Crypto exchange Kraken will soon be selling tokenized stock via “Bnk to the Future,” a regulation-compliant investment platform that lets let accredited investors buy shares in cryptocurrency companies.
Investors registered on Bnk to the Future’s platform will have to deposit $1,000 minimum, and have until June 20 to invest in the San Francisco-based exchange, which bills itself as the second biggest, outside of China.
Nominally, Kraken’s fundraise is targeting anyone who can cough up a minimum of $1,000, but the Bnk’s rules for accredited investors are more restrictive. An observer on Reddit who attempted the registration process noted that putative investors must have a net worth exceeding $1 million and an income exceeding $200,000.
In December, Kraken attempted to raise money at a $4 billion valuation; the exchange reportedly raised $100 million early this year.
Bnk to the Future, for its part, allows investors to buy shares in a “Special Purpose Vehicle,” in which a subsidiary company is set up to create a sort of arm’s length entity that offers a number of pros—and cons—to investors.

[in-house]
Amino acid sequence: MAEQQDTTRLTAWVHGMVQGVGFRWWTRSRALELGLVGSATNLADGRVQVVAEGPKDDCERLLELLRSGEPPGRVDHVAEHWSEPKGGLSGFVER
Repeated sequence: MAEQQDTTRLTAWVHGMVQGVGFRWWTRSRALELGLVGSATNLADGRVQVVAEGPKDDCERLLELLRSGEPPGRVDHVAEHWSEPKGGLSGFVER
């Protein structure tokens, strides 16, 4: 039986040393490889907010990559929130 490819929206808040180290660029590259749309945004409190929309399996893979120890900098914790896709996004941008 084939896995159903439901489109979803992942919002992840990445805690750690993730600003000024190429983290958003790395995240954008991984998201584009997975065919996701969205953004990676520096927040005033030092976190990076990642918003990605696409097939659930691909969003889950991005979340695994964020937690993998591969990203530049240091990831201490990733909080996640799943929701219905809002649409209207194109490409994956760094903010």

On the up side, it protects investors should the holding company go bankrupt. On the down side, SPVs allow financial controllers to “mask crucial information from investors who may not be aware of a company’s complete financial situation,” according to Investopedia, which noted that the notorious energy company Enron misused an SPV to catastrophic effect.
According to Bloomberg, the Bnk facilitates the purchase of tokens that track share prices and commit investors’ funds to the Ethereum network, where they can’t be meddled with.
Per Bnk to the Future’s website, $769 million has been invested through its platform so far. The venerable Richard Branson, a friend of its UK-based founder Simon Dixon, sang the Bnk’s praises in an interview with the Telegraph.